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|Free State of Jones|
dir-scr Gary Ross
prd Jon Kilik, Gary Ross, Scott Stuber
with Matthew McConaughey, Gugu Mbatha-Raw, Mahershala Ali, Keri Russell, Christopher Berry, Sean Bridgers, Jacob Lofland, Thomas Francis Murphy, Bill Tangradi, Brian Lee Franklin, Kerry Cahill, Joe Chrest
release US 24.Jun.16, UK 20.Sep.16
Fighting for justice: McConaughey and Mbatha-Raw
|R E V I E W B Y R I C H C L I N E|
With its urgent, timely themes and high production values, there is plenty in this true story to make the film worth a look. But it's too worthy to resonate properly, and the fragmented script struggles to hold the attention as it meanders from event to event without building a sense of momentum. Even so, the performances and filmmaking are striking.
In 1862 Mississippi, as the Civil War is raging, medic Newton Knight (McConaughey) finds it increasingly impossible to serve in the Confederate Army with poor men fighting to help the rich maintain their wealth. So he abandons the frontline and returns home, where he creates a makeshift militia of deserters and escaped slaves and declares Jones County as a free state. Skirmishes with the army follow over the coming years, and even after the war ends Newton continues to fight against blatantly racist laws alongside his second wife Rachel (Mbatha-Raw).
The story is occasionally intercut with events 75 years later, as Newton's descendant Davis (Franklin) is criminally charged with marrying a white woman, illegal because he is one-eighth black. While these scenes make the point that the struggle didn't end in the 19th century, they otherwise slow down Newton's story, which is no mean feat since it's already crawling at a snail's pace. There's plenty happening, but the film has a strangely muted sensibility through its overlong running time.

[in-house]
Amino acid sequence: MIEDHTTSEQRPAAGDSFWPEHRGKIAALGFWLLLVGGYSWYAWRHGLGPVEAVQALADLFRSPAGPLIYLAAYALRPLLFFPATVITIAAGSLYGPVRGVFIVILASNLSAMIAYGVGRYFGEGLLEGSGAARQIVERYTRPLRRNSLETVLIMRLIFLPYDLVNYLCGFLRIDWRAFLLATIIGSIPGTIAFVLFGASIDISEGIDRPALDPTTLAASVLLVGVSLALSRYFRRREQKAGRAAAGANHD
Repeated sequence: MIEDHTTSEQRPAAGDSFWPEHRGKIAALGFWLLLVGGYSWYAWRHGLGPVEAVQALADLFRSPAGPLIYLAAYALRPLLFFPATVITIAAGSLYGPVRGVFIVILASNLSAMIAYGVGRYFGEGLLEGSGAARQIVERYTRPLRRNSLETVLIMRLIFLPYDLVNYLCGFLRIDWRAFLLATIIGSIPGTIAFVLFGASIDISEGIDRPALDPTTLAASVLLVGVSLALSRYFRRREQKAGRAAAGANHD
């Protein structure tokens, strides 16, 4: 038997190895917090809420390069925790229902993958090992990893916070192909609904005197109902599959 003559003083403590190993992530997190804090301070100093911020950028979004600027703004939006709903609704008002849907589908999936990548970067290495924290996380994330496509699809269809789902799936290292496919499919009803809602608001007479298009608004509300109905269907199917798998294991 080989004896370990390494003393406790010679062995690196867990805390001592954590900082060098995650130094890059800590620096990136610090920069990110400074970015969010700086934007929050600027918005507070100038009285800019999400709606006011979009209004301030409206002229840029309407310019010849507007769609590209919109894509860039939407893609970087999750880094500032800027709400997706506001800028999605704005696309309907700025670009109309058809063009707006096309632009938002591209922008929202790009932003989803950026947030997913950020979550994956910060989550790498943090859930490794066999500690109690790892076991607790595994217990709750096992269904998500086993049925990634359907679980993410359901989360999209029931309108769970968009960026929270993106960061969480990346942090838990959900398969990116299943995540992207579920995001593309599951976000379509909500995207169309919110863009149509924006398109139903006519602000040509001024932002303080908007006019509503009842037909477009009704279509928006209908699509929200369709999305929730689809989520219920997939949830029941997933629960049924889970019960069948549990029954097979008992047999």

The cast is excellent, anchored by a committed central turn from McConaughey as a tough-minded man who refuses to follow the status quo. His religious convictions have left him in no doubt about what is right, and he sticks to his guns, as it were, even in some very difficult situations. Mbatha-Raw shines as a strong woman in a fairly underwritten role. Ali brings some passion to his role as a former slave trying to improve his community.
Several of this movie's issues ring true today: terrorism, gun violence, racial tension, political corruption. Even more vital is the depiction of a world where all workers are essentially enslaved to the the wealthy minority. Although progress has been made, American society has yet to deal with any of these things. So the obvious suggestion is that the nation is in need of people of conscience to stand for what's morally right. It's a great story told on a grand cinematic scale. So it's just a shame that the film feels so dry, and at times rather dull.
|R E A D E R R E V I E W S|
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© 2016 by Rich Cline, Shadows on the Wall|
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